Before leaving Heremon, we should take a look at the lineage of his wife. Tea Tephi, also known by the names Tamar Tephi and Teamhair, was a daughter of King Mattaniah Zedekiah of Judah. Zedekiah’s genealogy can also be traced back to Adam and Eve through Noah’s son, Shem. It was Shem’s line of descent which flowed through Abraham and on to Jacob, and his son Judah, from whom the Jewish branch of the Israelites sprang. The line continued through Judah’s son, Pharez, and on down through nine generations to King David and then to his son, King Solomon. Another sixteen generations brought the line to Mattaniah Zedekiah, King of Judah in the Sixth Century BC, at the time of the invasion of the land of Judah by the Chaldean/ Babylonian King Nebuchadnezzar. It was in the year 587 BC that Jerusalem fell to the Babylonians and Judah became a Chaldean province. King Zedekiah, along with a great majority of the Judeans, was taken captive and forced to watch the killing of his sons; then his eyes were poked out and he spent the rest of his life a blind prisoner in Babylon. In the book of Jeremiah we read how Ishmael liberated a number of the captives, including the prophet Jeremiah and ‘the kings daughters’. Jeremiah was instructed by God to go to the lands which lay to the north and west of Judea; his destination was to be ‘the Isles’, which have traditionally been identified with the British Isles, including Eire or Ireland.
About the year 569 BC the prophet, Jeremiah arrived at Galacia, bringing with him a companion, Simon Berach, and Tea Tephi, the daughter of King Zedekiah. According to the legends, when King Milesius left Galacia and journeyed to the Middle East, he was accompanied by his son, Heremon. And it was while a sojourner in Judea, that Heremon met and fell in love with Tea Tephi, but she was left behind when Milesius and his kinsmen departed from the lands of their ancestors. Upon the arrival of Jeremiah and his party at Galacia, Heremon and Tea Tephi were reunited and married. According to certain accounts, Heremon was at Jerusalem when the siege of the Chaldeans took place, and that he and Tea Tephi were married there in the Holy Land in the year 585 BC.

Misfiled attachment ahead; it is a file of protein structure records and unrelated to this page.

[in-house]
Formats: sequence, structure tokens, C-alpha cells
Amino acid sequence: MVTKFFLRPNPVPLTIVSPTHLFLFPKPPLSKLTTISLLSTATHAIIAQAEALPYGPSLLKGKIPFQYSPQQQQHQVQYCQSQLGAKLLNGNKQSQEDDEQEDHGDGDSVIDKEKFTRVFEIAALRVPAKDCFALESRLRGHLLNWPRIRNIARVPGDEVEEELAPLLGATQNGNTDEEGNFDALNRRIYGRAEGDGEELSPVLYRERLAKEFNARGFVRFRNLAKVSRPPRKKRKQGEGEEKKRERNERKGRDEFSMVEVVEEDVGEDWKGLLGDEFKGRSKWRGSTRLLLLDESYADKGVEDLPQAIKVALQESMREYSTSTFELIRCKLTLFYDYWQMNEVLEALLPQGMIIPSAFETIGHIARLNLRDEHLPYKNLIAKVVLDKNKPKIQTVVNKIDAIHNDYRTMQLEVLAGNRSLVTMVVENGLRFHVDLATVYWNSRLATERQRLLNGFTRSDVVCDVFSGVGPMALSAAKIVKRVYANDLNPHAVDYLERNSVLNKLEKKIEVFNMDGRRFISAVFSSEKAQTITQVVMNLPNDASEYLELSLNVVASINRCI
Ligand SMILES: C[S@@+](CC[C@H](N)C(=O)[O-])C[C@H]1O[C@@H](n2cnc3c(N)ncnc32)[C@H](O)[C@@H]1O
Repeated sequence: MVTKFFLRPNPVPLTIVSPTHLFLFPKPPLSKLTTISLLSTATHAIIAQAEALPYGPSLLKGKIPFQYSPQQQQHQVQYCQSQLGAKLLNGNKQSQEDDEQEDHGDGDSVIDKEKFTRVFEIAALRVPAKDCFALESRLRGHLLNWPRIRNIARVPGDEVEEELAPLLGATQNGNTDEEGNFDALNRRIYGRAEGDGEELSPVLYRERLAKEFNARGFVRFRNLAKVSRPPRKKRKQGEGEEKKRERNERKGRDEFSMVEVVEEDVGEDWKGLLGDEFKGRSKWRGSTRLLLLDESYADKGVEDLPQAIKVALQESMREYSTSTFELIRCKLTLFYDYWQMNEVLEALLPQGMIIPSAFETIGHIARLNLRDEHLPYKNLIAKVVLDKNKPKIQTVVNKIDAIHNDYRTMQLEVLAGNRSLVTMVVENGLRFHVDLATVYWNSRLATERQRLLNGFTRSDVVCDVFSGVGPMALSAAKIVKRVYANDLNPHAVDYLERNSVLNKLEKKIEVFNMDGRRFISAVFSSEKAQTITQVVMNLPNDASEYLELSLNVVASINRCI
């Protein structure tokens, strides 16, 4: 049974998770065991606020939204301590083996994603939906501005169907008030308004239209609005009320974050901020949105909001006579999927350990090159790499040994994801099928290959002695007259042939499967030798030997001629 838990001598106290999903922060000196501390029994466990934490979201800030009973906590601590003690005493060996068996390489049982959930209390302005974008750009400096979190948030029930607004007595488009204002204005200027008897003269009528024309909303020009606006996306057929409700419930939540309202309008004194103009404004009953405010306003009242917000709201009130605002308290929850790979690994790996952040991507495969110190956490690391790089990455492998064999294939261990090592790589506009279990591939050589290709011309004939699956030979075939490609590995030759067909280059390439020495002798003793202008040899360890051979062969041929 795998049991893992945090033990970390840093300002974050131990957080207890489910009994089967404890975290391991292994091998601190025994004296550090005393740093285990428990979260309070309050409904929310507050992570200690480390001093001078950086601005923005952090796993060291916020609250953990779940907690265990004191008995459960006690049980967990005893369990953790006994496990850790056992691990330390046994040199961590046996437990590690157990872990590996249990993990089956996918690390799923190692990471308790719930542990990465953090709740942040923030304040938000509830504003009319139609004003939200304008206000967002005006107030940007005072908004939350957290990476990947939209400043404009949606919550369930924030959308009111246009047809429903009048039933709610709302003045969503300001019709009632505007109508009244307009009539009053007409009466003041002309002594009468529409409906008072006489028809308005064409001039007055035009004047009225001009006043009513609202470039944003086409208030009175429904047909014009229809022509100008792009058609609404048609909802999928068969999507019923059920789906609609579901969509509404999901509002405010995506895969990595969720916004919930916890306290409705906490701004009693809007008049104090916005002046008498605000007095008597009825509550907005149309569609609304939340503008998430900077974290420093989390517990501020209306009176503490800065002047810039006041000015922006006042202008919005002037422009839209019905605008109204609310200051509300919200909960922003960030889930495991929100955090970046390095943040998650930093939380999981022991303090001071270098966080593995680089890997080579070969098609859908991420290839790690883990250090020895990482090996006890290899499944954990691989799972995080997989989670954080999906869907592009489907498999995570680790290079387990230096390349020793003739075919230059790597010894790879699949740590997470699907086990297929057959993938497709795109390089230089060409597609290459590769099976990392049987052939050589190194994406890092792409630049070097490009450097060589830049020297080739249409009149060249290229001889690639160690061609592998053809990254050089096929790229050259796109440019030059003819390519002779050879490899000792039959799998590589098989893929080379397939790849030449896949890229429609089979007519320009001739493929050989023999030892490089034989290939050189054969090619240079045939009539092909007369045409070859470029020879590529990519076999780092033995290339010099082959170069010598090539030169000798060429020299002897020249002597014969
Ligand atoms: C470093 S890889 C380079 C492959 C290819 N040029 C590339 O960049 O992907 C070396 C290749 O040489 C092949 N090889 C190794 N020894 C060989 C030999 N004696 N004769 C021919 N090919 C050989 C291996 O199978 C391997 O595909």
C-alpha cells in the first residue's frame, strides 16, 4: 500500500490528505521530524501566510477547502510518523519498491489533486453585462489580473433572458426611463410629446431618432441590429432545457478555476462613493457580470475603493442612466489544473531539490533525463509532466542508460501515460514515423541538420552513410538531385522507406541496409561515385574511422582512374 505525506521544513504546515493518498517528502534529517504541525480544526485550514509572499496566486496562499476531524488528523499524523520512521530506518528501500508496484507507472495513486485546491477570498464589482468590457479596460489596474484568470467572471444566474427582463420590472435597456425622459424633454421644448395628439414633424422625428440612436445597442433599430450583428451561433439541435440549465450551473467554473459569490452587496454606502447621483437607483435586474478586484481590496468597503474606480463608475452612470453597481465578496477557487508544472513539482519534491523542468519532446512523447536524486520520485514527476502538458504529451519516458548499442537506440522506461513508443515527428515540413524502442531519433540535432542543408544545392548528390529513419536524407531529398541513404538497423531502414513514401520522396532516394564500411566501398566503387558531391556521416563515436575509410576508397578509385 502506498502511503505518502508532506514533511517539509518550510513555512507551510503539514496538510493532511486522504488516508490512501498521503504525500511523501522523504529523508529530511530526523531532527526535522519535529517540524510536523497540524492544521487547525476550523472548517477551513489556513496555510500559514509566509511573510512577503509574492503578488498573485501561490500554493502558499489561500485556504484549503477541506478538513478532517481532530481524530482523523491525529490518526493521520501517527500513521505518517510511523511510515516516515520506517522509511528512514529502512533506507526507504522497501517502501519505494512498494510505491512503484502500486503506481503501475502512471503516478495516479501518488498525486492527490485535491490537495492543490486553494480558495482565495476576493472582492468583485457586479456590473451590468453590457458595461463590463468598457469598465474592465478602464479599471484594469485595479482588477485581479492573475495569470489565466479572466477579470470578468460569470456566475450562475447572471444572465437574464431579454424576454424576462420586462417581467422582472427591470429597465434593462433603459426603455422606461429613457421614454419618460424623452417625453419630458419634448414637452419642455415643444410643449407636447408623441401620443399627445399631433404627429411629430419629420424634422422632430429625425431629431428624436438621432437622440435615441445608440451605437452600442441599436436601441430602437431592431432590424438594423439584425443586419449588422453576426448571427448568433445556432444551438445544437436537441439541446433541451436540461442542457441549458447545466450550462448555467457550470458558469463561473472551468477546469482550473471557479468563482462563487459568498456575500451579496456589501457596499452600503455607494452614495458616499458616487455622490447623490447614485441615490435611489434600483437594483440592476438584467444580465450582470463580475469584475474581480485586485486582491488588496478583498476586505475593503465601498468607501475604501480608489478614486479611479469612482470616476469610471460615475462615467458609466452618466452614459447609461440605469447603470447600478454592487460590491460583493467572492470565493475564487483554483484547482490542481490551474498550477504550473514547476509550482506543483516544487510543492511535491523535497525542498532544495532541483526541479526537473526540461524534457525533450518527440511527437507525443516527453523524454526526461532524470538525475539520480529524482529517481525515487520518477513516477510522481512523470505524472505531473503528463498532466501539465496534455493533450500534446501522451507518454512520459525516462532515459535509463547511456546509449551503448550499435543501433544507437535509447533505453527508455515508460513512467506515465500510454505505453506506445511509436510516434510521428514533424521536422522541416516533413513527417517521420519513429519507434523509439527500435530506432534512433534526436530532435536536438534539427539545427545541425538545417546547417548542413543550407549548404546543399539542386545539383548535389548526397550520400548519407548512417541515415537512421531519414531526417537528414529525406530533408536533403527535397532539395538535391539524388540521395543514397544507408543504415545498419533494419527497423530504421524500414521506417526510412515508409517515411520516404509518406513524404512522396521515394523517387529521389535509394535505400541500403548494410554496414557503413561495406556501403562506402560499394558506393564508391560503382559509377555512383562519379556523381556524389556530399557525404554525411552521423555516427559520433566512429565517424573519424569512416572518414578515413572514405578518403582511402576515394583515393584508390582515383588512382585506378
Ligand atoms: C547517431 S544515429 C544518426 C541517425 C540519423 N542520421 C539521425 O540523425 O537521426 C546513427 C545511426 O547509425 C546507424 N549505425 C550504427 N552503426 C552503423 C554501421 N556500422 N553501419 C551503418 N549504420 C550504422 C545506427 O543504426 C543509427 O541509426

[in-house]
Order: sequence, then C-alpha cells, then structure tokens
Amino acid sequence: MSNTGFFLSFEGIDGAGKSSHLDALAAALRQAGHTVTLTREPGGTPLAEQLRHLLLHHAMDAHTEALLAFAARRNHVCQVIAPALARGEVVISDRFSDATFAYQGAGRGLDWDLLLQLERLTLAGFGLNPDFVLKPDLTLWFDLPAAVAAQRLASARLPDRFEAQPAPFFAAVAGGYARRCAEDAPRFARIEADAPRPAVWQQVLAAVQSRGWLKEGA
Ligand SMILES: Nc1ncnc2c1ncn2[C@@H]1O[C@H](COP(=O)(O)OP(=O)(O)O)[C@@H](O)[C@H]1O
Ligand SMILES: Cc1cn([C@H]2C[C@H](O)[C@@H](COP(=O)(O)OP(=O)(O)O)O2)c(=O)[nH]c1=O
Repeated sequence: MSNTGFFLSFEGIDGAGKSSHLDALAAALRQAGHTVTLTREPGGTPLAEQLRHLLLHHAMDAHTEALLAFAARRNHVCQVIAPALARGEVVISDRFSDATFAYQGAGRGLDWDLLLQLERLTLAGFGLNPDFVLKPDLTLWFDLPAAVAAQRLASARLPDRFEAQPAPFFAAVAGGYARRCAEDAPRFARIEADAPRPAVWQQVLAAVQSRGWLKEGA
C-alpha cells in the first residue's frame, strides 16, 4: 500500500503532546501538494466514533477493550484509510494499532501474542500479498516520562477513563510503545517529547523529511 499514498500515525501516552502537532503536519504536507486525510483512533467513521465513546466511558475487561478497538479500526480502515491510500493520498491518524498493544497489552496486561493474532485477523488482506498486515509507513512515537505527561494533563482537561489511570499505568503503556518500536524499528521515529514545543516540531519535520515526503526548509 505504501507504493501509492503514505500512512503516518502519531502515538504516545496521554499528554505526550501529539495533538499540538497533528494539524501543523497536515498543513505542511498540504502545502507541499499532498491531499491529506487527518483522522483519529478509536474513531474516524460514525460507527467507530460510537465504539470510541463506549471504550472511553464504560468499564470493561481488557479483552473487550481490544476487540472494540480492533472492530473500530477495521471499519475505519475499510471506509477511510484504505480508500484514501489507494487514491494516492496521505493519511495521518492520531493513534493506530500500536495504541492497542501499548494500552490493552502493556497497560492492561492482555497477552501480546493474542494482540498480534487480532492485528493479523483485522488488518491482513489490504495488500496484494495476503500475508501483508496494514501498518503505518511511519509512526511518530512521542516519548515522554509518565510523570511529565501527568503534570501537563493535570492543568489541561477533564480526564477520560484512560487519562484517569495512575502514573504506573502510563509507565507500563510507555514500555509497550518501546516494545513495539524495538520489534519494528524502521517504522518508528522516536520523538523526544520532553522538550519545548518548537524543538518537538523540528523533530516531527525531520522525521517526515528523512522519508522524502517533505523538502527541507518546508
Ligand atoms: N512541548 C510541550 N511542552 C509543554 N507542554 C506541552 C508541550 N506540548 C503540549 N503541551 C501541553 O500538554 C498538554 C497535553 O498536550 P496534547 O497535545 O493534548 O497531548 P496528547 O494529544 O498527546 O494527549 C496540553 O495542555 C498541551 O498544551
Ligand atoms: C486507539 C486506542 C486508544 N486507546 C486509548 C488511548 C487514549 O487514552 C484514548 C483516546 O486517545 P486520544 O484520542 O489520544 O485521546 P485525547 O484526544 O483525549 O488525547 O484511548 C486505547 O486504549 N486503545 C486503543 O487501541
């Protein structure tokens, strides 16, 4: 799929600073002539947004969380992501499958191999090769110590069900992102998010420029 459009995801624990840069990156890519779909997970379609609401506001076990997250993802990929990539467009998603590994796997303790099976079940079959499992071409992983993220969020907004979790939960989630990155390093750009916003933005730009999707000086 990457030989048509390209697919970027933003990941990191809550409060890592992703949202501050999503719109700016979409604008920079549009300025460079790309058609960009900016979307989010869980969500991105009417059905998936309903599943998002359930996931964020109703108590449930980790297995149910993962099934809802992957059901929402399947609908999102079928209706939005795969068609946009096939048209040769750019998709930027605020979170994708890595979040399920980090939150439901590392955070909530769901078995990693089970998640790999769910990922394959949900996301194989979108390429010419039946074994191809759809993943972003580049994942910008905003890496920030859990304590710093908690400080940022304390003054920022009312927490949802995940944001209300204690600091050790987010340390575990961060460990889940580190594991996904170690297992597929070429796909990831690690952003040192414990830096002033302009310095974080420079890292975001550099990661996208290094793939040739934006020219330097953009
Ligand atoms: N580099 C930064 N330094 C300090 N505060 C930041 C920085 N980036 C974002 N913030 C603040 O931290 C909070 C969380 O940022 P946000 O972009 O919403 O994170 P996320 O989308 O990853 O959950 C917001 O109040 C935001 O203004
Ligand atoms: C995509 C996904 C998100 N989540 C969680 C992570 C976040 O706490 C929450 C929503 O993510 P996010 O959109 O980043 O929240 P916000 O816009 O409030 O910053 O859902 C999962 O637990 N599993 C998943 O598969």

(Now it needs to be noted that Tea / Tamar Tephi is sometimes confused with a princess by the name of Tamar the daughter of Ludhaidh, the son of Ith. That Tamar married a man known as Gede the Herremon. But that Tamar and Gede the Herremon lived at the time of King David, a few centuries earlier than Tea, the daughter of King Zedekiah and Heremon, the son of King Milesius.)
The Annals Of The Kingdom Of Ireland noted:
"Tea, daughter of Lughaidh, son of Ith, whom Eremhon married in Spain, to the repudiation of Odhbha, was the Tea who requested of Eremhon a choice hill, as her dower, in whatever place she should select it, that she might be interred therein, and that her mound and her gravestone might be thereon raised, and where every prince ever to be born of her race should dwell. The guarantees who undertook to execute this for her were Amhergin Gluingeal and Emhear Finn. The hill she selected was Druim Caein, i.e. Teamhair. It is from her it was called, and in it was she interred."
The hill, which was named for Tea / Tamar Tephi is still known by the name of Tara, and is honored as the traditional seat of the High Kings of Eire.